60 Days: The 115th Republican Congress By the Numbers

60: Days since the start of this Republican Congress as of March 3, 2017

33: Days the GOP House has been in session, 7 of which were pro-forma days in which the House gaveled in & out in a matter of minutes & no legislative business was completed.

Only 8: Number of bills signed into law, including 3 GOP special-interest bills, overturning Obama-era protections (one a gift to the coal industry, jeopardizing clean drinking water for millions; one a gift to Big Oil and Gas, eliminating a key anti-corruption rule; and one a gift to the Gun Lobby, weakening the Brady Background Check System); 4 noncontroversial suspensions; and a bill providing an exemption for General Mattis from the requirement that anyone serving as Secretary of Defense not be in active service for the prior seven years

More than 125: House Democrats have called for the resignation of Attorney General Jeff Sessions for lying under oath to the Senate and the American people about his communications with the Russians during the presidential campaign

4: Times House Republicans blocked bringing up a bill to rescind President Trump’s dangerous and unconstitutional Muslim and Refugee Ban; days later 2 GOP-appointed and 2 Democratic-appointed federal judges ruled that enforcement of the ban must stop (Congressional Record H717, 2017 Vote #68, 2017 Vote #70, 2017 Vote #74)

ZERO: Times Speaker Paul Ryan spoke out in opposition to President Trump’s dangerous and unconstitutional Muslim and Refugee Ban

ZERO:  Number of bills to create jobs the House Republican Leadership has brought to the House Floor

4: Times Republicans voted to block bringing up a bill to create a bipartisan, independent, outside commission to investigate Russia’s interference in the 2016 U.S. election (2017 Vote #26, 2017 Vote #88, 2017 Vote #93, 2017 Vote #115)

ZERO: Times Speaker Paul Ryan and House Republican Leaders demanded an investigation into Russia’s efforts to interfere in the elections last November

3: Times Republicans voted for measures attacking women’s health care so far in this Congress, including votes to start the ACA repeal process, place restrictions on how women can spend private dollars in purchasing health insurance, and to reduce the access of millions of women to family planning  (2017 Vote #56, 2017 Vote #65, 2017 Vote #99)

2: House Republicans joined 163 House Democrats on a letter urging the chairmen of the House Ways and Means Committee and the Senate Finance Committee to ask for copies of President Trump’s tax documents.

2: Times Republicans blocked a vote on a bill to require Presidents and candidates for President to disclose their tax returns – despite the fact that 72 percent of Americans want Presidents to disclose their tax returns (2017 Vote #62, 2017 Vote #103)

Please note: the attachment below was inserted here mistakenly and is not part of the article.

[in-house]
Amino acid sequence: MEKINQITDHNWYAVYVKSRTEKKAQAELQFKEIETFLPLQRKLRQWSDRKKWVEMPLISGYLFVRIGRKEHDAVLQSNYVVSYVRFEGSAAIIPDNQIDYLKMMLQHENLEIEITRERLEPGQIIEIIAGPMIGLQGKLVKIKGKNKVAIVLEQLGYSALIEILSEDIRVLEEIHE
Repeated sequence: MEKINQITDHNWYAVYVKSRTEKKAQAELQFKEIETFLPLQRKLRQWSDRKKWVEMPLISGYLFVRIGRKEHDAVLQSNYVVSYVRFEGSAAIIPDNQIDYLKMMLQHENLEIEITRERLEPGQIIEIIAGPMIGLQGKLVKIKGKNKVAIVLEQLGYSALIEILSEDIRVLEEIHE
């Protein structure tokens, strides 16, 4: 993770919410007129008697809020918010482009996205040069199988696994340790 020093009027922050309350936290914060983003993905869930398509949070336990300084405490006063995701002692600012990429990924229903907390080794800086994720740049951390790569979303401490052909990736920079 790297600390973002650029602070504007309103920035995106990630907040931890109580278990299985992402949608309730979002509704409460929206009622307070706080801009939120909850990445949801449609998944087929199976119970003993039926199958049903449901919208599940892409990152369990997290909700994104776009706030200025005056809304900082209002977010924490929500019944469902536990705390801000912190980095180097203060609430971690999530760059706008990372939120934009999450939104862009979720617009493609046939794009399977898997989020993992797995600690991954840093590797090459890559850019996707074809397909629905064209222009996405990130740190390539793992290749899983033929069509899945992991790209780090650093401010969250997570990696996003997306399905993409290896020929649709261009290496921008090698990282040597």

227: Republicans voted for a measure that starts a GOP process to repeal the ACA without a comprehensive replacement with only 51 votes in the Senate – despite CBO stating it would increase the number of uninsured by 32 million and double premiums in the individual market by 2026

229: Republicans voted to overturn a critical rule to make Brady background checks more effective and efficient, by ensuring the names of those prohibited from having guns under federal law are submitted to the background check system – despite 93 percent of Americans supporting these background checks

230: Republicans voted to overturn key anti-corruption provisions that require disclosure of payments by big oil and gas companies to foreign governments for access to natural resources, provisions strongly opposed by Big Oil and Gas

224: Republicans voted to overturn, at the behest of corporate interests, a key rule to protect the drinking water, health, and environment of the people of Appalachia who live near mountaintop removal mining sites, who have suffered elevated levels of lung cancer, heart disease, kidney disease, hypertension, and birth defects

234: Republicans voted to strike a critical rule to uphold the accountability provisions of the Every Student Succeeds Act, thereby undoing key protections for disadvantaged students

100: Percent of Republicans who voted against an amendment that would stop efforts to weaken commonsense rules that limit conflicts of interests between Executive Branch employees

119: Republicans (a majority) voted in an internal House Conference meeting to gut the Office of Congressional Ethics (OCE) before public outrage forced GOP leadership to change course

231: Republicans voted to prohibit agencies from publicly discussing or disclosing any information that could be interpreted as promoting or generating support for any regulatory action by an agency

100: Percent of Republicans that voted to prevent independent agencies from moving forward with safeguards and regulations without a stamp of approval from the White House

227: Republicans  voted to overturn a critical workplace safety rule that clarified employers have a continuing obligation to record injuries and illness even if they are not always in compliance with OSHA’s recordkeeping requirement